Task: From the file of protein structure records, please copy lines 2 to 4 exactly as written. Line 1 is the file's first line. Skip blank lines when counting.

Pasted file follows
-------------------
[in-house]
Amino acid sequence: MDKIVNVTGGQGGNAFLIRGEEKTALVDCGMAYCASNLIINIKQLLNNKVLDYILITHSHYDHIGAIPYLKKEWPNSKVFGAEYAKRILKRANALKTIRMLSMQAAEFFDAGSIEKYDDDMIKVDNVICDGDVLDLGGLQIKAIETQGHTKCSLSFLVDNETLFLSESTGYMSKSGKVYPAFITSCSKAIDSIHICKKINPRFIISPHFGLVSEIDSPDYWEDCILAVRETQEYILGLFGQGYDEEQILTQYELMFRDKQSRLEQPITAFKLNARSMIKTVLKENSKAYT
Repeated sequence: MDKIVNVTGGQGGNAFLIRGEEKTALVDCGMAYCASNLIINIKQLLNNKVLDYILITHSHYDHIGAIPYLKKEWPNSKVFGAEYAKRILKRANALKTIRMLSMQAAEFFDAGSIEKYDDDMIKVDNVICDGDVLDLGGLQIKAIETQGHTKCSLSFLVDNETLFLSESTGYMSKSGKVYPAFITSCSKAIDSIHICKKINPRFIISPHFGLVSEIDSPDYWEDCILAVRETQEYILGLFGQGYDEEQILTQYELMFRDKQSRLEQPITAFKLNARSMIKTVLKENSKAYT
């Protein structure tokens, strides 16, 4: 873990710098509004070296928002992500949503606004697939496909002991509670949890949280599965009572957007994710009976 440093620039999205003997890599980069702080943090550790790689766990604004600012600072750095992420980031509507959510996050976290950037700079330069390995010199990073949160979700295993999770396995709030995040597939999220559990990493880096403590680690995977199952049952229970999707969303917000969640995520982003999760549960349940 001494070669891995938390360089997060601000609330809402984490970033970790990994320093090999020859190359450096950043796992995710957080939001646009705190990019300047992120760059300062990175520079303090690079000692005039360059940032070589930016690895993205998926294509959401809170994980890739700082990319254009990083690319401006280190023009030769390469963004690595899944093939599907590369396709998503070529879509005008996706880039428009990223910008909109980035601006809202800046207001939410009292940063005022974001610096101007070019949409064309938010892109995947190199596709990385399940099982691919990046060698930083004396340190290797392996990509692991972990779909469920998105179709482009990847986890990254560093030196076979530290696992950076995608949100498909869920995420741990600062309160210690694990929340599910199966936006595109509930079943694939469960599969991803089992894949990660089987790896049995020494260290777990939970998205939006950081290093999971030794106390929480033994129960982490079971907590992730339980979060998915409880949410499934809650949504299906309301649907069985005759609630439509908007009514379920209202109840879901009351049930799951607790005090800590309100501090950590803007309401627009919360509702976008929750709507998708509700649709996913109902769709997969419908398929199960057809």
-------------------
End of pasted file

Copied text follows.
Amino acid sequence: MDKIVNVTGGQGGNAFLIRGEEKTALVDCGMAYCASNLIINIKQLLNNKVLDYILITHSHYDHIGAIPYLKKEWPNSKVFGAEYAKRILKRANALKTIRMLSMQAAEFFDAGSIEKYDDDMIKVDNVICDGDVLDLGGLQIKAIETQGHTKCSLSFLVDNETLFLSESTGYMSKSGKVYPAFITSCSKAIDSIHICKKINPRFIISPHFGLVSEIDSPDYWEDCILAVRETQEYILGLFGQGYDEEQILTQYELMFRDKQSRLEQPITAFKLNARSMIKTVLKENSKAYT
Repeated sequence: MDKIVNVTGGQGGNAFLIRGEEKTALVDCGMAYCASNLIINIKQLLNNKVLDYILITHSHYDHIGAIPYLKKEWPNSKVFGAEYAKRILKRANALKTIRMLSMQAAEFFDAGSIEKYDDDMIKVDNVICDGDVLDLGGLQIKAIETQGHTKCSLSFLVDNETLFLSESTGYMSKSGKVYPAFITSCSKAIDSIHICKKINPRFIISPHFGLVSEIDSPDYWEDCILAVRETQEYILGLFGQGYDEEQILTQYELMFRDKQSRLEQPITAFKLNARSMIKTVLKENSKAYT
């Protein structure tokens, strides 16, 4: 873990710098509004070296928002992500949503606004697939496909002991509670949890949280599965009572957007994710009976 440093620039999205003997890599980069702080943090550790790689766990604004600012600072750095992420980031509507959510996050976290950037700079330069390995010199990073949160979700295993999770396995709030995040597939999220559990990493880096403590680690995977199952049952229970999707969303917000969640995520982003999760549960349940 001494070669891995938390360089997060601000609330809402984490970033970790990994320093090999020859190359450096950043796992995710957080939001646009705190990019300047992120760059300062990175520079303090690079000692005039360059940032070589930016690895993205998926294509959401809170994980890739700082990319254009990083690319401006280190023009030769390469963004690595899944093939599907590369396709998503070529879509005008996706880039428009990223910008909109980035601006809202800046207001939410009292940063005022974001610096101007070019949409064309938010892109995947190199596709990385399940099982691919990046060698930083004396340190290797392996990509692991972990779909469920998105179709482009990847986890990254560093030196076979530290696992950076995608949100498909869920995420741990600062309160210690694990929340599910199966936006595109509930079943694939469960599969991803089992894949990660089987790896049995020494260290777990939970998205939006950081290093999971030794106390929480033994129960982490079971907590992730339980979060998915409880949410499934809650949504299906309301649907069985005759609630439509908007009514379920209202109840879901009351049930799951607790005090800590309100501090950590803007309401627009919360509702976008929750709507998708509700649709996913109902769709997969419908398929199960057809």